For whatever reason, it seems that it was decided to have been inappropriate (and/or insufficient) to seek recourse from the professional advisers involved, via a negligence claim, and/or to seek rectification of the documents, which involves showing (via an exceedingly high burden of proof) that the documents do not give true effect to the objectively-demonstrable intent of the parties who signed up to them. Nor could the documentation simply be amended, as this would have resulted in members being deprived of their accrued rights, something which runs strictly counter to the principles espoused by section 67 Pensions Act 1995. And so the BCA Pension Plan was faced with a significant increase in its liabilities, that it had no alternative but to honour. Or rather it would have done, had an alternative and little-used route – involving section 48 of the Administration of Justice Act 1985 – not been followed instead.
Administration of Justice Act 1985, section 48
|Section 48 provides that:
then the High Court may, if asked to do so, make an order authorising the trustees to proceed on the basis of the barrister’s opinion, without having to hear argument from those with different interests.
Notwithstanding its apparent simplicity, there have been very few reported cases on the use of section 48 in the pensions context. BCA therefore provides an illuminating insight into how the Court will approach any such application.
The Court spent quite a bit of time comparing and contrasting two seemingly-irreconcilable principles that apply to the construction of formal documents: the first, that they must be given what a reasonable reader with all relevant background information would consider to be their natural meaning; and the second, that obvious and easily-correctable mistakes will (even though this requires inferring the intention of the draftsman) be corrected. But the latter should never be seen as some kind of “open sesame” for re-constructing the bargain struck by two independent, intelligent parties; and in particular, a Court will never read into a document whole clauses omitted in error, where the document makes perfect sense without them.
It then moved onto section 48 of the AJA, and the formal Opinion given by one eminent pensions QC that there was no doubt in his mind that the scheme’s trust deed meant – on its proper construction – that 3% fixed increases should be applied only to pre-97 benefits, and that limited price indexation (with either a 5% or 2.5% ceiling) should similarly be given only to benefits earned from 1997 onwards.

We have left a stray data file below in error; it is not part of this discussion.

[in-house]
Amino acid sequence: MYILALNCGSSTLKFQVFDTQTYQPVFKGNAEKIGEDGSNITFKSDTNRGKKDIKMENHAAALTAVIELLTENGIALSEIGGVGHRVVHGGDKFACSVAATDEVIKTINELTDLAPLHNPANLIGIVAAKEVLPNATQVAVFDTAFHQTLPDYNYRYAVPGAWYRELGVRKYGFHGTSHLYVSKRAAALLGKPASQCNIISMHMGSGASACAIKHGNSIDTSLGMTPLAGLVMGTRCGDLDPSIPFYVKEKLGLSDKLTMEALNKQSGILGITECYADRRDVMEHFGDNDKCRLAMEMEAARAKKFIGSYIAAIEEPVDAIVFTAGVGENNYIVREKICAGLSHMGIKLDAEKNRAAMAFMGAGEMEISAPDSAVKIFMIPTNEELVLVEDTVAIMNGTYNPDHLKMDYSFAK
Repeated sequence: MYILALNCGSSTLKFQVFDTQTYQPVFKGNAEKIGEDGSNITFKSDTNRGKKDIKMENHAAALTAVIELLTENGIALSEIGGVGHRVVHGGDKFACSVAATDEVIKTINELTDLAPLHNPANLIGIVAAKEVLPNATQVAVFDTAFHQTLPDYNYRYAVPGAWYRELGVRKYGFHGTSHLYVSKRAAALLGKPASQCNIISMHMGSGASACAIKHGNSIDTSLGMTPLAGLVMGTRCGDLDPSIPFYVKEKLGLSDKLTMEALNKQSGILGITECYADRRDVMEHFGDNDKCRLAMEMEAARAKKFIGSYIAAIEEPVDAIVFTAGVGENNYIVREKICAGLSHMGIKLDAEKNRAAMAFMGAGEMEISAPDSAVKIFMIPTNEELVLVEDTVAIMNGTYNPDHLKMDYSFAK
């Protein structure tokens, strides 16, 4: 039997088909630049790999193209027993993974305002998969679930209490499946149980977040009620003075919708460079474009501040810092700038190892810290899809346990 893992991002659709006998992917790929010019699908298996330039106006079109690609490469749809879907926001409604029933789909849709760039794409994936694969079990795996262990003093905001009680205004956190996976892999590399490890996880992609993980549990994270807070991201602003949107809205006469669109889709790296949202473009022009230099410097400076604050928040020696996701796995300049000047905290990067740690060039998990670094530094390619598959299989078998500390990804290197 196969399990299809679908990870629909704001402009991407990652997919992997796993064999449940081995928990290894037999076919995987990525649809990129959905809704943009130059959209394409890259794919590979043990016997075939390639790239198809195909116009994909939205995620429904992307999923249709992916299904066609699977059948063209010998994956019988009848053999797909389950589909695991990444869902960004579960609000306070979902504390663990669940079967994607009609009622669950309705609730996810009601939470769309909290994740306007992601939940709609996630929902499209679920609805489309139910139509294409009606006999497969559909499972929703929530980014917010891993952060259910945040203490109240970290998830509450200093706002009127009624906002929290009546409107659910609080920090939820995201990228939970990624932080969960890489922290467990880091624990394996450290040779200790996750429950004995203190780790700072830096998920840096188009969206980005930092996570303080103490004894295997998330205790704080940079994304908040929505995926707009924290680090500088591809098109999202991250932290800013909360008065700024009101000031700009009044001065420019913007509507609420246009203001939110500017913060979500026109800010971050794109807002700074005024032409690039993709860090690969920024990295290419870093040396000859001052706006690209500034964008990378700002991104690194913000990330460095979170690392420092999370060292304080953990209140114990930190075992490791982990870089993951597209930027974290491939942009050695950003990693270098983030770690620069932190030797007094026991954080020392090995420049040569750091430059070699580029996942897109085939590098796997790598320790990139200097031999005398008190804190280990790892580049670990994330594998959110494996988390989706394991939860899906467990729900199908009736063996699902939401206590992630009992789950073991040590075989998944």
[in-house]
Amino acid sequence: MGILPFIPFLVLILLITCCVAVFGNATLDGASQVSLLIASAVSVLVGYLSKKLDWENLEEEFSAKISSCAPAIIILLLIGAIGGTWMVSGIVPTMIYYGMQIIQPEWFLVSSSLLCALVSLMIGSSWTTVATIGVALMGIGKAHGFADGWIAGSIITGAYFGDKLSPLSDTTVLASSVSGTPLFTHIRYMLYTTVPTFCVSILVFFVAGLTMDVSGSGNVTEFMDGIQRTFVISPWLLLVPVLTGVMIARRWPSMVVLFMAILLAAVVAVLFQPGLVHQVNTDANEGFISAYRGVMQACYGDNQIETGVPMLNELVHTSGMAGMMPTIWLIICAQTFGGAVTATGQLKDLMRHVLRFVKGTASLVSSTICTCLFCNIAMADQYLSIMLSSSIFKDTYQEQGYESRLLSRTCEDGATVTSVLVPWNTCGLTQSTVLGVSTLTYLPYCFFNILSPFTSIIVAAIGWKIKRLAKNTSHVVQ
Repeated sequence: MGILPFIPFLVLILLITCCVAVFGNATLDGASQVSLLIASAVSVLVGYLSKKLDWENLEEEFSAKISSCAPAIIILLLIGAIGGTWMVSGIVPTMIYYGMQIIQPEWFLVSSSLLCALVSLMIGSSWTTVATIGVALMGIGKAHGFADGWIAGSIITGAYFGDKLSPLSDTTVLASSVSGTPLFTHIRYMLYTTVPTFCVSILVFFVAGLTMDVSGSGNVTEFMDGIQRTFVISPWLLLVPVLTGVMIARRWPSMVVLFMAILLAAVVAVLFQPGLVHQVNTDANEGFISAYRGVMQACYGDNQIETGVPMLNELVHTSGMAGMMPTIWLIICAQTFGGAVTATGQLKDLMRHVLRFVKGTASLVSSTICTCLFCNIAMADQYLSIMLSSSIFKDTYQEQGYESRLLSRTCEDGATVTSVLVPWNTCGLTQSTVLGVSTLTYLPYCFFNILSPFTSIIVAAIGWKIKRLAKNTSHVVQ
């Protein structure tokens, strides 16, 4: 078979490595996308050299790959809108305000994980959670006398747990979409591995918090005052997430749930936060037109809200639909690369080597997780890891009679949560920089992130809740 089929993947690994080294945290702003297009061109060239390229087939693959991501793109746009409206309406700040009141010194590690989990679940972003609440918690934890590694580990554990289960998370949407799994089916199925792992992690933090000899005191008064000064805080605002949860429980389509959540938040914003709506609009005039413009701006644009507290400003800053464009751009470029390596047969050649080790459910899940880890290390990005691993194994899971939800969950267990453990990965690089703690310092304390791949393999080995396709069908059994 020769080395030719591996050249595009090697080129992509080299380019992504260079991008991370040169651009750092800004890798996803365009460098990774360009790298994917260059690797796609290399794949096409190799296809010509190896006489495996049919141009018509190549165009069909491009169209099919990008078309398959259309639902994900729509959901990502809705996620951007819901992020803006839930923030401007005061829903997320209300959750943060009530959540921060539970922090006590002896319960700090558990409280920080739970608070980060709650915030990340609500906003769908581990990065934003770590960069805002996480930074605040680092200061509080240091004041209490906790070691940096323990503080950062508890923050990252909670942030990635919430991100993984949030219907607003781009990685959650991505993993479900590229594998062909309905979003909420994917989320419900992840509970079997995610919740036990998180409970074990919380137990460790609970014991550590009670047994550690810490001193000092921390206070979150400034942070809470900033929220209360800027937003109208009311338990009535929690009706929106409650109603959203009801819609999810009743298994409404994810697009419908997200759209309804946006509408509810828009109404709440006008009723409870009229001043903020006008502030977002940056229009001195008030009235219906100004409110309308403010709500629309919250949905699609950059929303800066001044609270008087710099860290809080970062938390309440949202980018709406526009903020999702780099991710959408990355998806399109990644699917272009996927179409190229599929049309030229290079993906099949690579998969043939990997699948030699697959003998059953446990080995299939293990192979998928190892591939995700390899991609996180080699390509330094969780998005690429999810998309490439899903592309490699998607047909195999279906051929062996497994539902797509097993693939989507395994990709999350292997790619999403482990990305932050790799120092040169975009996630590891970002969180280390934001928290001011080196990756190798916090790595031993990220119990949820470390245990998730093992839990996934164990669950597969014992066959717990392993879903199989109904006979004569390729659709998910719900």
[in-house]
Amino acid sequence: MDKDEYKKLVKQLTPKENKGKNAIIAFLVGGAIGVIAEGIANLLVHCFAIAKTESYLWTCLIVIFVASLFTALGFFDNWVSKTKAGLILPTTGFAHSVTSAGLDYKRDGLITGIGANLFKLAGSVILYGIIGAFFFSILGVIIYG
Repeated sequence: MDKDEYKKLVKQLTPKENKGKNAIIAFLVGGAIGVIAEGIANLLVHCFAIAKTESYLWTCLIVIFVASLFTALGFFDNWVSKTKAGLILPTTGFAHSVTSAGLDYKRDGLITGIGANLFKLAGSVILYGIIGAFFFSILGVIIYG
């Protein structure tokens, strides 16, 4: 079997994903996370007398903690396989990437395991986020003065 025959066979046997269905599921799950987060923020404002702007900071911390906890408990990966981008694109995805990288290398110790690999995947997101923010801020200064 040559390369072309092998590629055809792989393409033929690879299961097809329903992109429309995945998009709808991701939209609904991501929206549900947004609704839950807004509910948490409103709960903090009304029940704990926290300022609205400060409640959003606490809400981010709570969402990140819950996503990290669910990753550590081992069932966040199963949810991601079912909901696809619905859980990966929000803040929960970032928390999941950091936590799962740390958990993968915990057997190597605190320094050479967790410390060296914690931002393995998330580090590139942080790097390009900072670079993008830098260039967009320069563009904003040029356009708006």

An integral part of the Judge’s reasoning (and of the QC with whom he agreed) was the clear intent, and effect, of a long history of previous documentation relating to the scheme, which made it clear beyond doubt that this was what had always been intended. Also noteworthy was the fact that member literature had always explained matters on this basis, the scheme had always been administered on this basis, and the total absence of member complaints seemed to illustrate how their expectations had always been that benefits be provided on this basis. The Court therefore authorised the trustees, in its written judgment, to proceed on the basis that this was the proper construction of the scheme’s governing documents.
The protection that section 48 provides; and what it doesn’t
There seems no doubt that in appropriate circumstances an order under section 48 will provide the parties with a quick, easy and (in relative terms) cheap means of resolving the interpretation of a trust instrument (i.e. pension scheme deed or rules). However, there are also shortcomings, and for this reason it appears to us that – whilst groundbreaking on the one hand – an approach such as this might not become as de rigeur as some industry commentators have already suggested it might soon be.